In a decision 5-4, the United States Supreme Court decided that President’s Donald Trump 2017 decision to end the DACA program (Deferred Action for Childhood Arrival) for undocumented youth is unconstitutional. Nonetheless, the court was clear in establishing that the government can again challenge the DACA program in the future. As a matter of fact, the president in a tweet indicated that he has a desire to “start the legal process again” referring to another legal battle to try to end the program.
The good news is that regardless of a new legal battle, the future of more than 700,000 young dreamers for now is partially guaranteed, allowing them to work, travel, study and achieve their dreams. However, neither the Supreme Court decision nor the USCIS immigration agency have ruled on potential new first time DACA applicants and their eligibility to apply for this program. Back in 2017 when President Donald Trump tried to eliminate the program, during the process, the Department of Homeland Security (DHS) had only allowed renewals of applications who already filed their application for the first time.
Now, the million-dollar question is: Can people who have not applied for DACA for the first time, apply for this benefit? Although there has been no official response from the U.S. Supreme Court or the immigration agencies, legally-speaking everything indicates that it can be. Our reasoning and that of other experts in the legal community is based on the procedural history of the DACA program, including the decision of the Supreme court in Department of Homeland Security v. Regents of the University of California, 591 US (2020).
Back in 2017 the Department of Homeland Security (DHS) stopped processing new applications only after President Trump questioned and challenged the DACA program in 2017. Since the Supreme Court held that there was no legal basis to terminate the program (and considered the DHS arguments as “arbitrary” and “capricious”) it follows that the requirements set forth under President Obama's executive order on DACA are still in effect.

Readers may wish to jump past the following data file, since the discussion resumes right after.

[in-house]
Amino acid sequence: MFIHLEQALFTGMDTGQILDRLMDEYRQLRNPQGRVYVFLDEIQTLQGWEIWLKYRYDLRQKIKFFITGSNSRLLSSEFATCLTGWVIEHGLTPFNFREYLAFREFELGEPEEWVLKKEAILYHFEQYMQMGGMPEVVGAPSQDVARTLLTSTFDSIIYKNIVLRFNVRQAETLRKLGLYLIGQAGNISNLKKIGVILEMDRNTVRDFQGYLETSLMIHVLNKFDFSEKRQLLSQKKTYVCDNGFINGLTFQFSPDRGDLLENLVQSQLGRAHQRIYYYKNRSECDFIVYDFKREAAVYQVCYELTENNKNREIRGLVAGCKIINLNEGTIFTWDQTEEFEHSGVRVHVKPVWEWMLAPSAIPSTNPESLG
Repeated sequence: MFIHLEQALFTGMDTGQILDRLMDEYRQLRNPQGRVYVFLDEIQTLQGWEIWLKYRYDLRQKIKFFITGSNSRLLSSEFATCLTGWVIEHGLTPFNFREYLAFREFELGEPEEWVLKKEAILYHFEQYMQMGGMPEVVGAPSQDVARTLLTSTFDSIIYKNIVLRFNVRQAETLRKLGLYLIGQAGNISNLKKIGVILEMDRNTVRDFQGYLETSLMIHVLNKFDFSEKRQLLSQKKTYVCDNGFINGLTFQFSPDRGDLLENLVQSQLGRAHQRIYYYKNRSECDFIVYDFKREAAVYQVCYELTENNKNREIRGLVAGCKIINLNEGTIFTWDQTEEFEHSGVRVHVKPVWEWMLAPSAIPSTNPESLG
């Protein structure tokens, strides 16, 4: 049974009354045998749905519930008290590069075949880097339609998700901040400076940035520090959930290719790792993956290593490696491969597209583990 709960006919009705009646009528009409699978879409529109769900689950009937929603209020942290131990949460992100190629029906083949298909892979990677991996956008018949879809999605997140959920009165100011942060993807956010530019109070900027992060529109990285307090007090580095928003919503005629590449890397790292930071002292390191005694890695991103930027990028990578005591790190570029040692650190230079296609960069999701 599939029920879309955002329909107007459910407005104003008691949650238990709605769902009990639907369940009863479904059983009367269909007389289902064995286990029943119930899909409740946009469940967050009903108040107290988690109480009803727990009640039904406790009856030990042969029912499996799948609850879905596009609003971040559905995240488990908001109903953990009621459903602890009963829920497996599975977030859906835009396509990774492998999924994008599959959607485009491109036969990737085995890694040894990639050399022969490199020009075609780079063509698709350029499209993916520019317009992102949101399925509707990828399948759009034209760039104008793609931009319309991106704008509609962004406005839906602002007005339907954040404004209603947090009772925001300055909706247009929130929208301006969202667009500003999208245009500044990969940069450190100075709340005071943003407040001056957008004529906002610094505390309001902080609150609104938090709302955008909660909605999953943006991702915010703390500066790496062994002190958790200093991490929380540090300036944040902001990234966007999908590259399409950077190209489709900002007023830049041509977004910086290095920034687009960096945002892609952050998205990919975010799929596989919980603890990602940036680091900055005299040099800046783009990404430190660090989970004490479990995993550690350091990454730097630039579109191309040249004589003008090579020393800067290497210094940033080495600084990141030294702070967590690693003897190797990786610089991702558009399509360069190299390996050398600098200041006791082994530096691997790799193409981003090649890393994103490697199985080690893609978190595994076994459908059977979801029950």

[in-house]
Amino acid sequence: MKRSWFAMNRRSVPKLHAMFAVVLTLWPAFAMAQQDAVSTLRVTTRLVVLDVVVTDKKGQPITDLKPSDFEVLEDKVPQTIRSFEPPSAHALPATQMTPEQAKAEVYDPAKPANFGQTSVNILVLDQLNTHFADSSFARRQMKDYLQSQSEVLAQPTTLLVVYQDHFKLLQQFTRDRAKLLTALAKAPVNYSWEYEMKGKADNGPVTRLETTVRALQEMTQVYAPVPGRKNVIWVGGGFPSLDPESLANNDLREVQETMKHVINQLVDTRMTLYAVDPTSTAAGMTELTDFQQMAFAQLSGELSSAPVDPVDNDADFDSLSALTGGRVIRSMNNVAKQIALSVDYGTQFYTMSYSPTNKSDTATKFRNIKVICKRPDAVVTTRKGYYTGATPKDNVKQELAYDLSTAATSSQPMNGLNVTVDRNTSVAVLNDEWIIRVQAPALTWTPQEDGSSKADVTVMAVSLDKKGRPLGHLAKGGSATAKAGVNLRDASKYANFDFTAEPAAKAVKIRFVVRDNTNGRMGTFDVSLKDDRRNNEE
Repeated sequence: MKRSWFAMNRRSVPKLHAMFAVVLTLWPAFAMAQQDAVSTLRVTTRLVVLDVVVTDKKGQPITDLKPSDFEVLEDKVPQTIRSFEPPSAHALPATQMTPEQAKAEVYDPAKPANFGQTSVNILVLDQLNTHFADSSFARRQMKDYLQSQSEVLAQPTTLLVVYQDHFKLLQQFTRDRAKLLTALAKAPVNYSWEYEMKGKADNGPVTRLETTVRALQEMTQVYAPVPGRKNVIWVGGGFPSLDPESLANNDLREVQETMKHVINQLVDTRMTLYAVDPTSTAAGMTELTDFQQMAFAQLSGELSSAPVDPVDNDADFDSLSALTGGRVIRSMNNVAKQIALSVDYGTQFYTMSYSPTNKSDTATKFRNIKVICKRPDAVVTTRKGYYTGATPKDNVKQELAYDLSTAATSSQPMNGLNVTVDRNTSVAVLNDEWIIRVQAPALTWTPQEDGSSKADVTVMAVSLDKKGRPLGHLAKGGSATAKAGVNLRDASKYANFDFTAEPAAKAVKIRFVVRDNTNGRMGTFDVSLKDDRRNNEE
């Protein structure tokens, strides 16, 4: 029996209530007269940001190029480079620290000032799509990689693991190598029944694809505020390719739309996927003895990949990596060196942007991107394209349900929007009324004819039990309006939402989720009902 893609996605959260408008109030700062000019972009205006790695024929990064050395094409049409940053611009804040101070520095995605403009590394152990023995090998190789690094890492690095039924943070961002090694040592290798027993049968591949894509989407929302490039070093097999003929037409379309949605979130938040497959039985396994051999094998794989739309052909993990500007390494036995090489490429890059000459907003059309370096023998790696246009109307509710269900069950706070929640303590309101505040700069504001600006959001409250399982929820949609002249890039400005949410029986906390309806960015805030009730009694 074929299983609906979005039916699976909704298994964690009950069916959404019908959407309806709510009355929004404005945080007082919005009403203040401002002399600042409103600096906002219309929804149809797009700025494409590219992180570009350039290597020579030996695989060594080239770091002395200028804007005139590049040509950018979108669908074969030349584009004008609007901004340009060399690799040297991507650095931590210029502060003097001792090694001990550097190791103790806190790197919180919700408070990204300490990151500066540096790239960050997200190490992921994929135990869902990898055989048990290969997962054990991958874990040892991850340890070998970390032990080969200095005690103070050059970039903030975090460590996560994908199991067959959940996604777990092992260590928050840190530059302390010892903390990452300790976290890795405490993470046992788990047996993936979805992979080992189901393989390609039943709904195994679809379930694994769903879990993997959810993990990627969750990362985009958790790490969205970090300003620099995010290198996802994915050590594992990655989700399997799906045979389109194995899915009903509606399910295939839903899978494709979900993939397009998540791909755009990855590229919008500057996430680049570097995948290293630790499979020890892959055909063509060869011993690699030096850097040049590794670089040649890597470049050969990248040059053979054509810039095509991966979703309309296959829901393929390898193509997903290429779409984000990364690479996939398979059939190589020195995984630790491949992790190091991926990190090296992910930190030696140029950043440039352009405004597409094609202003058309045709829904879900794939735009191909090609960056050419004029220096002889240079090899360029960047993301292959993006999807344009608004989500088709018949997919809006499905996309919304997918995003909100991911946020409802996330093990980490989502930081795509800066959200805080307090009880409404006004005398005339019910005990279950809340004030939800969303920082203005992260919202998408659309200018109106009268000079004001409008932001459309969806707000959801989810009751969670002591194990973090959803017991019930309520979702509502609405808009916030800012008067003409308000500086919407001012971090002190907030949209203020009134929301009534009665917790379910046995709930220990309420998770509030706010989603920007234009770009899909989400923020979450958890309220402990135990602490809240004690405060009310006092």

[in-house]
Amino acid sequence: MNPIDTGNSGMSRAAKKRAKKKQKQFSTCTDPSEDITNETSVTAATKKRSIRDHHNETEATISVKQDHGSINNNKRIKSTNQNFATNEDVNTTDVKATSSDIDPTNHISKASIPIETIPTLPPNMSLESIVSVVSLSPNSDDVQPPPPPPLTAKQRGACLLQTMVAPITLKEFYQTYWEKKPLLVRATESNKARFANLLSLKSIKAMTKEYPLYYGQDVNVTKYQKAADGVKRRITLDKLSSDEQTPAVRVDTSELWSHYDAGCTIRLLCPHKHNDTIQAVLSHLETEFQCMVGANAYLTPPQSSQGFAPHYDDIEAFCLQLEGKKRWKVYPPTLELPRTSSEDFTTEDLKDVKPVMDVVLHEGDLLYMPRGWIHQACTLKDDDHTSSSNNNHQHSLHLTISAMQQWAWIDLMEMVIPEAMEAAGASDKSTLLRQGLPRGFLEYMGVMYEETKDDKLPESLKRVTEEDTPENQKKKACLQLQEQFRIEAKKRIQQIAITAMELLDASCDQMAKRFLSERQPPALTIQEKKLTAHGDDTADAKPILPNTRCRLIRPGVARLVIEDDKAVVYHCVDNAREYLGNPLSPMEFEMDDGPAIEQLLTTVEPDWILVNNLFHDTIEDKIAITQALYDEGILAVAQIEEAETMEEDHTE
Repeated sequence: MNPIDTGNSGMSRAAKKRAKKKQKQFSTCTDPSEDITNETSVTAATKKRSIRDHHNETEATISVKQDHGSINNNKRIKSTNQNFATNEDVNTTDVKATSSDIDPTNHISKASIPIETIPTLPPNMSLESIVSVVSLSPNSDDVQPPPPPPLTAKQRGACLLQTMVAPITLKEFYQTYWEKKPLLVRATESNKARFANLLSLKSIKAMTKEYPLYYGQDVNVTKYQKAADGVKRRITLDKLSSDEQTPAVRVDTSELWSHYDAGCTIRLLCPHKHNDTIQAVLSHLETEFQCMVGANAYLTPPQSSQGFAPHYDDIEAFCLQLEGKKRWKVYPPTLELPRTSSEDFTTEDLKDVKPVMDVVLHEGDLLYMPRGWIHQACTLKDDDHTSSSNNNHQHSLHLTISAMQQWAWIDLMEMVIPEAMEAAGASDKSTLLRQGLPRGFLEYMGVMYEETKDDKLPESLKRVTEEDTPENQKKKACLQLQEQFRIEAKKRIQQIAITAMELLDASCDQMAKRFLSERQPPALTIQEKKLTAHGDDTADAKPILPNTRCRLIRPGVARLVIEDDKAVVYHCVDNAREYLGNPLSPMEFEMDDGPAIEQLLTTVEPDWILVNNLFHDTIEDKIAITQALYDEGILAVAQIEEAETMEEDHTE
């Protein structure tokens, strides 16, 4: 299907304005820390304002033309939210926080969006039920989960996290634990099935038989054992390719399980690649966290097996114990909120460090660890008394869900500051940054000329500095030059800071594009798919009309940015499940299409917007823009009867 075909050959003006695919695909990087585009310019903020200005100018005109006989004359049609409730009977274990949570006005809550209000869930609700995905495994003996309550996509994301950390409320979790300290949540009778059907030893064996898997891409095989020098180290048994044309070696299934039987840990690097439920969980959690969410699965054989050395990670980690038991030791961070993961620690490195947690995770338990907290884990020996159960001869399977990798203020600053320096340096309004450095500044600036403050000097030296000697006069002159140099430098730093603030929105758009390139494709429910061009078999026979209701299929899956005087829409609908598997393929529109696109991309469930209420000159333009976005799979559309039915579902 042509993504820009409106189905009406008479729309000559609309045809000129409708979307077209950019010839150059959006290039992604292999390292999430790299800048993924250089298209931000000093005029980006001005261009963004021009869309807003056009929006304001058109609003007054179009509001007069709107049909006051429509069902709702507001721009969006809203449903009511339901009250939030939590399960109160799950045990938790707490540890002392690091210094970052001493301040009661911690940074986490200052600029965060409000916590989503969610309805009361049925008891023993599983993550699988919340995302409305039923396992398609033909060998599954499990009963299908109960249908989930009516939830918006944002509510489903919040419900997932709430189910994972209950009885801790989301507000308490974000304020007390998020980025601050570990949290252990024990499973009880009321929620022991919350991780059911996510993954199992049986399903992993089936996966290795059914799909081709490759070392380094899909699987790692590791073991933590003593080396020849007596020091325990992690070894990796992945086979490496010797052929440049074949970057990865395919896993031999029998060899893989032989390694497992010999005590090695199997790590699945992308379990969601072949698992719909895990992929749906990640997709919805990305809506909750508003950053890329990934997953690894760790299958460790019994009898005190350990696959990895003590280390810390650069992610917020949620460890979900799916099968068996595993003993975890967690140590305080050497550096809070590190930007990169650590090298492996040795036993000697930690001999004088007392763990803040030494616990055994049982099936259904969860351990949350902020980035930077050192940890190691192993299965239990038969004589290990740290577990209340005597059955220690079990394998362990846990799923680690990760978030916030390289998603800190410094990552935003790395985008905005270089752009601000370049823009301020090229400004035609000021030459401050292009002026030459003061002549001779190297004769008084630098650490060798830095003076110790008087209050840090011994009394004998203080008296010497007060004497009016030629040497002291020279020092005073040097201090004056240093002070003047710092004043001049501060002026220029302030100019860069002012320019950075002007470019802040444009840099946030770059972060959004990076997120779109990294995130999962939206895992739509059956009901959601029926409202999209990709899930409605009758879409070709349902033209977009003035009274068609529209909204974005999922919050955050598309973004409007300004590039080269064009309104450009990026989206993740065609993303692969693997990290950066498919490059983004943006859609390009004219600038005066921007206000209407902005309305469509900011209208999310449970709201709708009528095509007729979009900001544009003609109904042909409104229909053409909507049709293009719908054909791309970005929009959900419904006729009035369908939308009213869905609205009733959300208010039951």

According to the US Immigration agency (USCIS) to qualify for DACA the applicant meet the following requirements:
- Must be 31 years of age as of June 15, 2012
- Must have arrived in the United States before turning 16
- Must have continuously resided in the United States from June 15, 2007 to the present
- Must have been physically present in the United States on June 15, 2012, and at the time of filing the request for Consideration of Deferred Action with USCIS.
- Must have no legal status on June 15, 2012
- Must have been currently in school, have graduated or obtained a certificate of completion from high school, have obtained a Certificate of General Education Development (GED), or are a veteran with an honorable discharge from the Coast Guard or the Forces United States Navy, and
- Must not been convicted of a felony, significant misdemeanor, or three or more misdemeanors, and in no other way constitutes a threat to national security or public safety.
We encourage all young immigrants without lawful status in the U.S. who meet the requirements described here to submit their DACA applications, which will allow them to legally live and work in the United States.
If you need assistance in applying the DACA including a work permit based on this application, you can contact our office at Jesus Reyes Law for more information.